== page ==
At least seven people have died in ongoing protests in Peru after former President Pedro Castillo was impeached and later arrested after trying to dissolve Congress last week.
Two minors are among the dead, Peru’s ombudsman’s press office told CNNE on Tuesday, and there were two deaths on Sunday and five on Monday.
Since last week, demonstrations have erupted in cities across the country in support of Castillo, who has refused to step down and has called his successor Dina Boluarte a “usurper”.
Demonstrators have called for general elections, the dissolution of Congress and the creation of a new constitutional assembly, according to broadcaster Radio Programas del Perú.
Trains to and from Machu Picchu will be suspended from Tuesday due to the protests, rail operator PeruRail said in a statement.
“We regret the inconvenience these announcements bring to our passengers; however, they are due to situations beyond our company’s control and seek to prioritize passenger and employee safety,” the statement said.
Flights have also been disrupted due to the protests, with LATAM Airlines Peru announcing the temporary suspension of services to and from airports in the cities of Arequipa and Cuzco.
Protesters tried to storm the terminal at Alejandro Velasco Astete International Airport in Cuzco on Monday, according to the Peruvian Airports and Commercial Aviation Corporation (CORPAC).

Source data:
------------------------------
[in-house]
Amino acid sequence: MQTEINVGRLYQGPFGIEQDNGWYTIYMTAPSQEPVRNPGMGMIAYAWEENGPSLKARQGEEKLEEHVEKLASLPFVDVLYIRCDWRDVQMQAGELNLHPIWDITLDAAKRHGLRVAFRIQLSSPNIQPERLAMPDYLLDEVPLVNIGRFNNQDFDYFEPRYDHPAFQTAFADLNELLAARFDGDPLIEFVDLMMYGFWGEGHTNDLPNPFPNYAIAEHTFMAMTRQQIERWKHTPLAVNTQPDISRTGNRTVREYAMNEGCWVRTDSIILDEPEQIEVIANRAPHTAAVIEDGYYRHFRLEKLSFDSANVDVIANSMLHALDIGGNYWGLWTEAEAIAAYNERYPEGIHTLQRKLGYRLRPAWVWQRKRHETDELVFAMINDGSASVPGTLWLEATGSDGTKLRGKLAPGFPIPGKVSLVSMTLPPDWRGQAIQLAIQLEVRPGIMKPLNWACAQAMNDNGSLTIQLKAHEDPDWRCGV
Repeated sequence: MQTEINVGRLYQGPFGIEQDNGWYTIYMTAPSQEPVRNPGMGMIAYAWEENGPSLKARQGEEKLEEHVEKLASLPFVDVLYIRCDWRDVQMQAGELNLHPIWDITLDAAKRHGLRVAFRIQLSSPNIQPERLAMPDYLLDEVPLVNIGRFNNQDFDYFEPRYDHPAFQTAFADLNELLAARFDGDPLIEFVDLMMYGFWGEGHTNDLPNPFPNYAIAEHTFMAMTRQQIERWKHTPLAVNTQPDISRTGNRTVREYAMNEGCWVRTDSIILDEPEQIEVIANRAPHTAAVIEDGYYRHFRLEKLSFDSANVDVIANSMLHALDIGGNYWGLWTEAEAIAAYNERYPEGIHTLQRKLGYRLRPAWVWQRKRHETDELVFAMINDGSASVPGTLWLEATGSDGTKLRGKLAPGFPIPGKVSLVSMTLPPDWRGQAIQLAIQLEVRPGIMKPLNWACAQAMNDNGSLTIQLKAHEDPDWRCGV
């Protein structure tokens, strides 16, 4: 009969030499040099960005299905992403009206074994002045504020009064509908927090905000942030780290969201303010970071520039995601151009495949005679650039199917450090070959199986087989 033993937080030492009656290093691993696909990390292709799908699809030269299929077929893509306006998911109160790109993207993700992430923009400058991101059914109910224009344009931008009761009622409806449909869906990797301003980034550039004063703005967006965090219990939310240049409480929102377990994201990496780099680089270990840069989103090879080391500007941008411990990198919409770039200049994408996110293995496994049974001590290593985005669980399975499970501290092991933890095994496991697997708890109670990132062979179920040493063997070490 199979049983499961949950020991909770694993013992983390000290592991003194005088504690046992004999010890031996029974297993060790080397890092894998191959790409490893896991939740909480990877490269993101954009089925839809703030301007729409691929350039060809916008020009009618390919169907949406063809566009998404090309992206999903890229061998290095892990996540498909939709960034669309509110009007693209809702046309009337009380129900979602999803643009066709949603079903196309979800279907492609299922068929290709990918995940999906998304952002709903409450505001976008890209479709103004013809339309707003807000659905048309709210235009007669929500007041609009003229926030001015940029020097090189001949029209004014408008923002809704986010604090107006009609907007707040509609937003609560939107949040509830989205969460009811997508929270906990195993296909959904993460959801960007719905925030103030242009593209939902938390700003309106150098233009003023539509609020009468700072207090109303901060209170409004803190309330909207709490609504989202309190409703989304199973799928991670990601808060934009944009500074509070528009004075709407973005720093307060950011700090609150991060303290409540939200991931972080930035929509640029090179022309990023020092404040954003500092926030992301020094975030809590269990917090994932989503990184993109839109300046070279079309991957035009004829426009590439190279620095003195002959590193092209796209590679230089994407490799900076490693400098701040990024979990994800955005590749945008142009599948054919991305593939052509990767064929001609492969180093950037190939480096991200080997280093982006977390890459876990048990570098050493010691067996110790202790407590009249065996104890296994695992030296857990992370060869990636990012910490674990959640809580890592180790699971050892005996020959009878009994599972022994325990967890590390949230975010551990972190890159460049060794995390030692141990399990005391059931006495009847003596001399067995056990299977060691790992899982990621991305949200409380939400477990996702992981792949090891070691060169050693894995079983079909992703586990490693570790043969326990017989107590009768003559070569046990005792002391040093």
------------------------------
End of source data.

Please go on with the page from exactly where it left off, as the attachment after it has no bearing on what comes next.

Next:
According to CORPAC, so far there have been no reports of injuries, arrests or damage at the airport.
LATAM called on Peruvian authorities to take “corrective measures to ensure safety” for the operation of its flights.
“We regret the inconvenience this situation beyond our control has caused our passengers,” he added.
Peru’s National Police said that, as of Monday evening, there were blockades on national roads in at least 11 regions of the country.
In addition, the government has declared a state of emergency in seven provinces in the Apurimac region in south-central Peru.
Peru has been wracked by political instability in recent years and has been on the brink since Castillo was accused of trying to dissolve the country’s Congress last week.
And Boluarte’s ascension to the presidency may not necessarily ease Peru’s toxic and bitter political landscape.
Many Peruvians have called for political change, according to a September poll by the Institute of Peruvian Studies, which found 60% of respondents supported early elections to refresh the presidency and Congress.
Boluarte “does not have a known political career,” said Fernando Tuesta Soldevilla, professor of political science at the Pontifical Catholic University of Peru. “And without party support, political party or social organization behind it, it is weak from the beginning.”
“Everyone knows when Dina Boluarte’s government started, but no one can be sure how long it will last,” he told CNN.
On Monday morning, Boluarte proposed bringing the general election two years earlier, to April 2024, after initially rejecting the idea.
Leave a Reply